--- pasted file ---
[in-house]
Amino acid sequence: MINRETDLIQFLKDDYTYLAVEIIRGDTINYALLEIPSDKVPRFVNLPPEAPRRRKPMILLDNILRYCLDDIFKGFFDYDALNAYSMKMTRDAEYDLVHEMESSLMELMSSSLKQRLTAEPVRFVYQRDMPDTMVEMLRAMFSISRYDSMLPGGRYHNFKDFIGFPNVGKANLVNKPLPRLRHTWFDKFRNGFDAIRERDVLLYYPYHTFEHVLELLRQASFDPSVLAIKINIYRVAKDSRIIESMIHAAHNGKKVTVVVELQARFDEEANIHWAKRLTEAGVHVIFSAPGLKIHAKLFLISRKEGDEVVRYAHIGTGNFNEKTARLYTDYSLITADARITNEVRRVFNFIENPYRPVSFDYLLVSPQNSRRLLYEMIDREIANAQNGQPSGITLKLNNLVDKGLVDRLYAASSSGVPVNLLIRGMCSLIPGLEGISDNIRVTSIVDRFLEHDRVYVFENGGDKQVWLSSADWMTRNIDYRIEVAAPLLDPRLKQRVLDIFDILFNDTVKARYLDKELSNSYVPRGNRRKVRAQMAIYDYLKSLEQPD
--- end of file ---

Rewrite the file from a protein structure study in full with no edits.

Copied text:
[in-house]
Amino acid sequence: MINRETDLIQFLKDDYTYLAVEIIRGDTINYALLEIPSDKVPRFVNLPPEAPRRRKPMILLDNILRYCLDDIFKGFFDYDALNAYSMKMTRDAEYDLVHEMESSLMELMSSSLKQRLTAEPVRFVYQRDMPDTMVEMLRAMFSISRYDSMLPGGRYHNFKDFIGFPNVGKANLVNKPLPRLRHTWFDKFRNGFDAIRERDVLLYYPYHTFEHVLELLRQASFDPSVLAIKINIYRVAKDSRIIESMIHAAHNGKKVTVVVELQARFDEEANIHWAKRLTEAGVHVIFSAPGLKIHAKLFLISRKEGDEVVRYAHIGTGNFNEKTARLYTDYSLITADARITNEVRRVFNFIENPYRPVSFDYLLVSPQNSRRLLYEMIDREIANAQNGQPSGITLKLNNLVDKGLVDRLYAASSSGVPVNLLIRGMCSLIPGLEGISDNIRVTSIVDRFLEHDRVYVFENGGDKQVWLSSADWMTRNIDYRIEVAAPLLDPRLKQRVLDIFDILFNDTVKARYLDKELSNSYVPRGNRRKVRAQMAIYDYLKSLEQPD